Planning and zoning departments across the nation – including those in Idaho – are woefully unequipped to evaluate the health impact of 5G towers that are being erected in neighborhoods at record pace. A danger definitely exists: the Circuit Court of Washington D.C. recently ruled that the Federal Communication Commission (FCC) “failed to consider evidence of harm,” including to children, from 5G towers. Still, 5G towers continue to be installed in Idaho neighborhoods while judges and local elected officials ignore the serious health impact these towers are having on Idaho citizens.
Currently, more than 500 5G towers have been erected in Idaho’s Treasure Valley, and at least one organization is trying to bring a more reasoned approach to the situation. Idahoans for Safe Technology (IFST) (website) is petitioning cities to review and rewrite their decades-old technology codes so that Idahoans remain safe from 5G’s high power radiation.
During a recent interview on the Voice of Conservative Values radio show, a spokesperson for IFST, David DeHaas, said that the planning and zoning department for the City of Boise has “admitted they don’t have the skill set in their department to understand what this is. You’d think they’d go get an RF engineer to look at these applications. None of these guys understand what this is. They don’t even know how to follow their own code.”
Boise is Watering Down Tower Application Requirements
In an interview with True Idaho News, DeHaas said Boise’s planning and zoning department is not even trying to hide that they’re watering down the application process for towers. “No studies or impact reports will need to be submitted – they’re just trying to streamline the application process to make it easier on themselves so they don’t have to review the applications,” DeHaas said. “We’re going to end up with 5G towers every 500 feet, without proof of any need.”
DeHaas said the planning and zoning department has also been authorizing installations in violation of city code several times.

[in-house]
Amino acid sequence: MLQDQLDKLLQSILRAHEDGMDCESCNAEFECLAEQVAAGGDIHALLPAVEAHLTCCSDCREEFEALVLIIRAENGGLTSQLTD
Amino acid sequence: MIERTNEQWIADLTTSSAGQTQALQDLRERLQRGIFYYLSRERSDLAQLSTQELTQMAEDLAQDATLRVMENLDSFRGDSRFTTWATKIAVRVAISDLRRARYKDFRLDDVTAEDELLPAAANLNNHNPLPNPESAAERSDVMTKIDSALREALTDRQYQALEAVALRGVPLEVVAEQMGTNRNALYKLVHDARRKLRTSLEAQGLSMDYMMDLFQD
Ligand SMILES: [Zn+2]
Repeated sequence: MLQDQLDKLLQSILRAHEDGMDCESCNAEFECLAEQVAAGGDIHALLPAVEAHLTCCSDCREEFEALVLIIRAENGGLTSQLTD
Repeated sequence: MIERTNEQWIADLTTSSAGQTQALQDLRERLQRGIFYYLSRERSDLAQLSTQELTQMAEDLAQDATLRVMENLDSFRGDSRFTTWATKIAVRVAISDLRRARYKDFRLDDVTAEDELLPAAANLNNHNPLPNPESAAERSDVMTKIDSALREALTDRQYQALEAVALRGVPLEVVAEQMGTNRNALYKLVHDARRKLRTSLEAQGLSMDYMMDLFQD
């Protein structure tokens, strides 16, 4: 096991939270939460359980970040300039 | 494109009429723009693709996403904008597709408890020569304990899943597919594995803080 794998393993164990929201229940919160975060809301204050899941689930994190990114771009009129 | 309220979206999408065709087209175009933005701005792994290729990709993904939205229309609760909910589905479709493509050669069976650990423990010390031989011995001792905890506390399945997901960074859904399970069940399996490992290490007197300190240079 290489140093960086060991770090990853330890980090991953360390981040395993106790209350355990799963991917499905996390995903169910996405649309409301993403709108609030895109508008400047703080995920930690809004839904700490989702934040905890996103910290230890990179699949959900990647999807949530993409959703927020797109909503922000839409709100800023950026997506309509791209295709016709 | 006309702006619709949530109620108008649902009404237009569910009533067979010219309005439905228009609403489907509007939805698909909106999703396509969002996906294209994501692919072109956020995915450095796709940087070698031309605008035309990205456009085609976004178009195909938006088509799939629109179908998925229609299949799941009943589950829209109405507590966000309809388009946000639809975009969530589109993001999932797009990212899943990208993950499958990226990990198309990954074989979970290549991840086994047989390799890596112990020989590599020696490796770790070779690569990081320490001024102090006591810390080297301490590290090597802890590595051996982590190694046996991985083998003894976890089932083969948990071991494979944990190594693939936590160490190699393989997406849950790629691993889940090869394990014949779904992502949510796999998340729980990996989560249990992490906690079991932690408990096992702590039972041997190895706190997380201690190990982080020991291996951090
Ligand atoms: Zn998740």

Also appearing on the Voice of Conservative Values show was Hank Allen, an Eagle resident who has suffered severe health issues due to a Verizon tower erected near his home. A short time after the tower was activated, Allen experienced multiple episodes of cardiac stress, known as “defib,” where his heart began beating at 140+ bpm for no apparent reason. Doctors could find no cause.
Over the course of several months, Allen’s heart went into defib five separate times. Allen created a log in which he plotted his physical location and identified what time of day each episode occurred. The pattern was clear. Each time Allen went into defib he was physically between two cell towers, and always between 4:30 and 5:30 pm. It turns out Allen’s home and back yard are directly between the two towers.
Electro-Cardiologists told Allen he did not qualify to receive aid from organizations that normally help with such heart problems because he was “only 50 years old” and his heart was healthy. When Allen told his doctor he thought the cell towers were the causing the problem, the doctor told him that there was no money in researching or proving that, so he wasn’t going to pursue it.
The interview with David DeHaas and Hank Allen can be heard here.
Fiber Optics is Safer and Faster – and Already Paid For
According to the ISFT website, “The City of Boise needs fast, secure, safe and reliable internet that can only be achieved with WIRED infrastructure such as fiber optics to the premises (FTTP). We, the people, have paid for this infrastructure for decades by way of fees on our phone bills – and the large telecoms have illegally misdirected these subsidies to build their private wireless networks. Therefore, we also demand that the City invest in WIRED infrastructure for high speed internet, NOT wireless.”
They continue, saying, “On March 13, 2020, the D.C. Court of Appeals Irregulators V. FCC decision freed billions of dollars per state from these misdirected funds. Cities across the US are creating their own municipally-owned, fiber optic networks which are far safer, faster, more secure from cyber attacks, and yield a rich revenue source for local governments.”
The IFST group is encouraging citizens to contact their city officials and request cities update their zoning codes to ensure public safety is part of the code. More data on what is needed and how to help address this issue can be found at the IFST’s website, idahoansforsafetechnology.org.
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